Defining the needs of a client portfolio is crucial to selecting an appropriate strategy.
The growth of assets in ETF managed portfolios and the number of strategies reporting to Morningstar's separate-account database is creating a small frenzy in the managed account industry. Multiple platforms are devoting additional resources to cover these strategies. They aim to provide advisors and RIAs with better tools for understanding and adopting these strategies. Regardless of momentum, advisors' key consideration remains the same: identifying and meeting a specific need for a client portfolio. Once an advisor has identified the allocation goal, whether they're building a new portfolio or reallocating an existing one, they've created a roadmap for selecting an ETF managed-portfolio strategy.
To select a strategy and use it appropriately in a portfolio, start by answering two main questions: "What does the strategy practically do?" and "What is its potential role in a portfolio?" The answers to these questions will help advisors fit the strategy (or strategies) into a portfolio and determine the strategy's potential impact on the whole portfolio and the client's financial goals.
What Does the Strategy Practically Do?
Get down to brass tacks. Because many of the ETFs provide exposure to a basket of securities, your analysis will be more technical in nature. Look past any rhetoric (hopefully it is kept to a minimum) and identify what technical inputs are used to analyze asset classes and to select and rotate ETFs in the strategy. Many strategies look to factors such as momentum, relative value, moving average, relative volatility, mean reversion, and changes in the yield curve. Determine which levers the strategy pulls, why, and in what weight. And find out how the inputs individually add value. If the investment manager employs macro inputs, or qualitative discussion from an investment committee, learn how these aspects interact with the technical levers. Understanding the strategy from this perspective will (one hopes) confirm its stated philosophy and how the portfolio exposures are determined.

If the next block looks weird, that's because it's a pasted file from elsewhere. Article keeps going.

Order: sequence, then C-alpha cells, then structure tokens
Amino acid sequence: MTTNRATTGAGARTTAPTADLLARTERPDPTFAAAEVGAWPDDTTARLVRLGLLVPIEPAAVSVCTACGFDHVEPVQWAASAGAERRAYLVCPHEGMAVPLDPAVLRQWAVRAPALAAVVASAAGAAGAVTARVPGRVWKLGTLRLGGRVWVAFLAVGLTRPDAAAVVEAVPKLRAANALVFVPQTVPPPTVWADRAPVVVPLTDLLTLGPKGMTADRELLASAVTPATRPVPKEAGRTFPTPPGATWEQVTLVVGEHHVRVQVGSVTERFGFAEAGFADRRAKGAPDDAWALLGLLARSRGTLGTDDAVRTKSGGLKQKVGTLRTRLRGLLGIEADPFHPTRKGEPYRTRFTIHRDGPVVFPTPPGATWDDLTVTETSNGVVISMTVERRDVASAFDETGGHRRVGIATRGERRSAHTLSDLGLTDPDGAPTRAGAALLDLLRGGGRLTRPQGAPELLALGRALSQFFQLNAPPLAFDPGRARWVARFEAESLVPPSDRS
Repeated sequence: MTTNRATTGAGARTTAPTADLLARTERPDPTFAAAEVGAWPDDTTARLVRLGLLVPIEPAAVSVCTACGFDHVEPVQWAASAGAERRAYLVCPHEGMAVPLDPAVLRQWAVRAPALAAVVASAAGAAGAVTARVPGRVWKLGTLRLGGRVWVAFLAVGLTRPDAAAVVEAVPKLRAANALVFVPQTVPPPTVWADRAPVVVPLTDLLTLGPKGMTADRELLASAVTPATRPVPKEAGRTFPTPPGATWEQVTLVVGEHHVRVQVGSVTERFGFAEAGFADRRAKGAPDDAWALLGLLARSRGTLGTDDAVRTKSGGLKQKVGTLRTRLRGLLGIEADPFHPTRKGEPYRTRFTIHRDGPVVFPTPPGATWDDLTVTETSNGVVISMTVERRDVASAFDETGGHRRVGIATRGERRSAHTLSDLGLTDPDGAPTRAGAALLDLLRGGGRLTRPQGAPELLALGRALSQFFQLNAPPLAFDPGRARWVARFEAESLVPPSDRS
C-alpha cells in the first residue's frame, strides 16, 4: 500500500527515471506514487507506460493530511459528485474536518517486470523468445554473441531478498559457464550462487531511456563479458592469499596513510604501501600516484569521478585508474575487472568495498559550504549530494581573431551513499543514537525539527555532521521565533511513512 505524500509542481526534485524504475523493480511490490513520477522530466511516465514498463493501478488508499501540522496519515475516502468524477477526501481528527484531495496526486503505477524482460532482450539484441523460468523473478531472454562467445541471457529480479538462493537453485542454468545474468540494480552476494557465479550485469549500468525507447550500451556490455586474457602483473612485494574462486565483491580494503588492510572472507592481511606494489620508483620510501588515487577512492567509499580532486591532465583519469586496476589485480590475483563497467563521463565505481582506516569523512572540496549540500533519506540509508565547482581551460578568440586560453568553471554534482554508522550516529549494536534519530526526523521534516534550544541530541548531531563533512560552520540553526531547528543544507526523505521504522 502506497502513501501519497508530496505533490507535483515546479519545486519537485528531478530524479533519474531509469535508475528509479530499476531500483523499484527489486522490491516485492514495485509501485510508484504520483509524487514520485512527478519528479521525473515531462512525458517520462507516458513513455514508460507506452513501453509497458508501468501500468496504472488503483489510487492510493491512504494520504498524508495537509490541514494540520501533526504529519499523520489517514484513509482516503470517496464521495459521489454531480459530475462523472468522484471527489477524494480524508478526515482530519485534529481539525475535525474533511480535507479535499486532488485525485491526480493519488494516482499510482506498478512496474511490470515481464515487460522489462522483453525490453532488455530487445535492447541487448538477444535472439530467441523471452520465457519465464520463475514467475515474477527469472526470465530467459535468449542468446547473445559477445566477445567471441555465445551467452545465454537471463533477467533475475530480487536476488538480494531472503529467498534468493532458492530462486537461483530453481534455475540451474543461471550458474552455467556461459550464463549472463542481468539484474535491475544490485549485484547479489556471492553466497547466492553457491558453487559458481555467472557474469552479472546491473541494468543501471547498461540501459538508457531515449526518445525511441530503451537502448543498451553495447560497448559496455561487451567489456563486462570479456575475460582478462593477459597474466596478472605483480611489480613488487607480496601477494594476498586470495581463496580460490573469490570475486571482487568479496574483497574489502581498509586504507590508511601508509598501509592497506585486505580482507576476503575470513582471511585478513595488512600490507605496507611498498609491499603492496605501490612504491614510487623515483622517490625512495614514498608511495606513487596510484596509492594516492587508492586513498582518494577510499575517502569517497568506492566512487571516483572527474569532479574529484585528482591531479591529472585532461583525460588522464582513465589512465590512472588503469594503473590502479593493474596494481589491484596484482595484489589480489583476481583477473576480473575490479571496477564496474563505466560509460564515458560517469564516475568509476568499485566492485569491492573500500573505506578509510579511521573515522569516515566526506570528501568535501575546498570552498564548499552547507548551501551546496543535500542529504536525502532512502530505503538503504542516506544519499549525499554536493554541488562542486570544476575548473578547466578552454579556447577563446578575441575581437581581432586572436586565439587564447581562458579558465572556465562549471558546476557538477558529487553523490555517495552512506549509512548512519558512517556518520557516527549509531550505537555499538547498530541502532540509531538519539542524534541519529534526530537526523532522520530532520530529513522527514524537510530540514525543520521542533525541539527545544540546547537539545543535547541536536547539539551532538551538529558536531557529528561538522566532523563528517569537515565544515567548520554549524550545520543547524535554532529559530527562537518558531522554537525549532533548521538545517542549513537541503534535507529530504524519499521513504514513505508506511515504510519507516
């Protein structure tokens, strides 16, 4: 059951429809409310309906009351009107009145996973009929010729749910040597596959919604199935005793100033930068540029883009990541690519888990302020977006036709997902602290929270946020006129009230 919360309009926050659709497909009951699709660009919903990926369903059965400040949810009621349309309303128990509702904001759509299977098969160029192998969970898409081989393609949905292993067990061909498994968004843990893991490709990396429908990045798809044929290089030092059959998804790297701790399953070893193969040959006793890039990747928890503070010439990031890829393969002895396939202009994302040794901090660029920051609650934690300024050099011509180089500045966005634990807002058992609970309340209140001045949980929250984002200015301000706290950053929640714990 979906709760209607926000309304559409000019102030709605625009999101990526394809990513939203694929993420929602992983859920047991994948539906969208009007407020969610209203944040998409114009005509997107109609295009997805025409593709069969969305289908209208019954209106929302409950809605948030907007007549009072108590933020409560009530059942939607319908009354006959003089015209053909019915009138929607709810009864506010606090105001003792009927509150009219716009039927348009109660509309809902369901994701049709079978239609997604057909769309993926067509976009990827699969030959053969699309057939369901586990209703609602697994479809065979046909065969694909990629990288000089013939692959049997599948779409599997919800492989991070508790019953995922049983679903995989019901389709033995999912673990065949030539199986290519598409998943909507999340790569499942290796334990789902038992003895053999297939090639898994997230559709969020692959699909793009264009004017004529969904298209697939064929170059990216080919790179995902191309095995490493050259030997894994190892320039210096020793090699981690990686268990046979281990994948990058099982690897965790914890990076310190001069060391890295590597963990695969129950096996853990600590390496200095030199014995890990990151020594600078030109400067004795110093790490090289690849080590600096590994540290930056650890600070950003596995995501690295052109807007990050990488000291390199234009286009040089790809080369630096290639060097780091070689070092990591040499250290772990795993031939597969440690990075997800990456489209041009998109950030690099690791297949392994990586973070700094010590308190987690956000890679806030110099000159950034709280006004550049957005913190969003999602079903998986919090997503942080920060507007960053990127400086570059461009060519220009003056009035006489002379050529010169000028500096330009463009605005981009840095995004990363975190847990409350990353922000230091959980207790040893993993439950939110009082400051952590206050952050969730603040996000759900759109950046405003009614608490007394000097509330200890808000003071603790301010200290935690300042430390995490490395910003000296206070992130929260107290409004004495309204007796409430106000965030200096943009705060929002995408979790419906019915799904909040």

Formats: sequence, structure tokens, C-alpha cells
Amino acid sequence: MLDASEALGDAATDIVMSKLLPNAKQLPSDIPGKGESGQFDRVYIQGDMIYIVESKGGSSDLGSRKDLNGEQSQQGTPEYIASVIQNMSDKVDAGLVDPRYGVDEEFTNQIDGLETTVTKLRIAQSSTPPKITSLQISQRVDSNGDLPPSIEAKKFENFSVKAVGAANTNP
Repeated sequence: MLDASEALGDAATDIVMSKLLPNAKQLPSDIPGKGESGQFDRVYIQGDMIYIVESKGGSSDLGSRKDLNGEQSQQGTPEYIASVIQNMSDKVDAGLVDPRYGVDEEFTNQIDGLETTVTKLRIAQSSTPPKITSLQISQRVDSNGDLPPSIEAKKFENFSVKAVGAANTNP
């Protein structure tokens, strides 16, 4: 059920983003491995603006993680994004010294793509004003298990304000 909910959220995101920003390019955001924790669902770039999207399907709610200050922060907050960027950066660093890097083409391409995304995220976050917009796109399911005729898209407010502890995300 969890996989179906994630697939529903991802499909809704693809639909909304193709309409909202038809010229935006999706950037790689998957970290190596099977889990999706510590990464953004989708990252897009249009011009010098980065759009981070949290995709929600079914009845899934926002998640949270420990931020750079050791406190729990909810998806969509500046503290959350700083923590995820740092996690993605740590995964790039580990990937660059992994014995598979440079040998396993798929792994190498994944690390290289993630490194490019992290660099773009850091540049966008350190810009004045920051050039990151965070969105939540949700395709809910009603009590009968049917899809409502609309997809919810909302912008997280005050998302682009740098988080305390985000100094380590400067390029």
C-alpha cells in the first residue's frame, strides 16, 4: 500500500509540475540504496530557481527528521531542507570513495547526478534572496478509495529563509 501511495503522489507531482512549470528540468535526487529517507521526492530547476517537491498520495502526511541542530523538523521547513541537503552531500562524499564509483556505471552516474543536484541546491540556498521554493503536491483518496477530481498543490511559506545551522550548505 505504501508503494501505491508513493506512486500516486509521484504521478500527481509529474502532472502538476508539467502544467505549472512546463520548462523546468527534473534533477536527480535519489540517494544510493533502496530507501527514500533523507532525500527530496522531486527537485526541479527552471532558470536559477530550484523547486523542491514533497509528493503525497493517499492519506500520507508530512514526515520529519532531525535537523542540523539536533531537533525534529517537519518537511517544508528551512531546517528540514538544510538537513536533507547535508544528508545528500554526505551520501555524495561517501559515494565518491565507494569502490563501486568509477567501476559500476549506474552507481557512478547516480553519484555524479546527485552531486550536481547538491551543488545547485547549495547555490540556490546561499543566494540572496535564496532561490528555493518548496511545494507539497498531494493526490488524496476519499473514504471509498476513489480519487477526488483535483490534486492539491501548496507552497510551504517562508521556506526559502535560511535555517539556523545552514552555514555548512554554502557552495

Advisors should also be clear on the strategy's tactical ability to make large reallocation moves within and between asset classes. Going in and out of asset classes and cash or staying fully invested but with large potential swings between investments doesn't change an analysis. Rather, it defines what produces the characteristics of the strategy's return stream.
Potential Role in the Portfolio = Impact on Asset Allocation
A strategy's role in a client's overall portfolio depends on three key assessments: use, purpose, and value proposition. The first two admittedly look the same, but they are materially different. Value proposition is where you press the investment manager and look for definable, quantitative support of its benefit to your client. Here is the roadmap for these considerations.
Use -- Identify the potential use of a strategy in a client portfolio. Will the strategy serve as part of the core, or will it be utilized as an alpha-generating allocation? Many global all-asset or global balanced strategies (as defined by Morningstar's ETF Managed Portfolio Attributes) are designed as a whole-portfolio solution, or an outsourced CIO offering, where the advisor allocates to a strategy and effectively removes him or herself from the asset-allocation decision-making.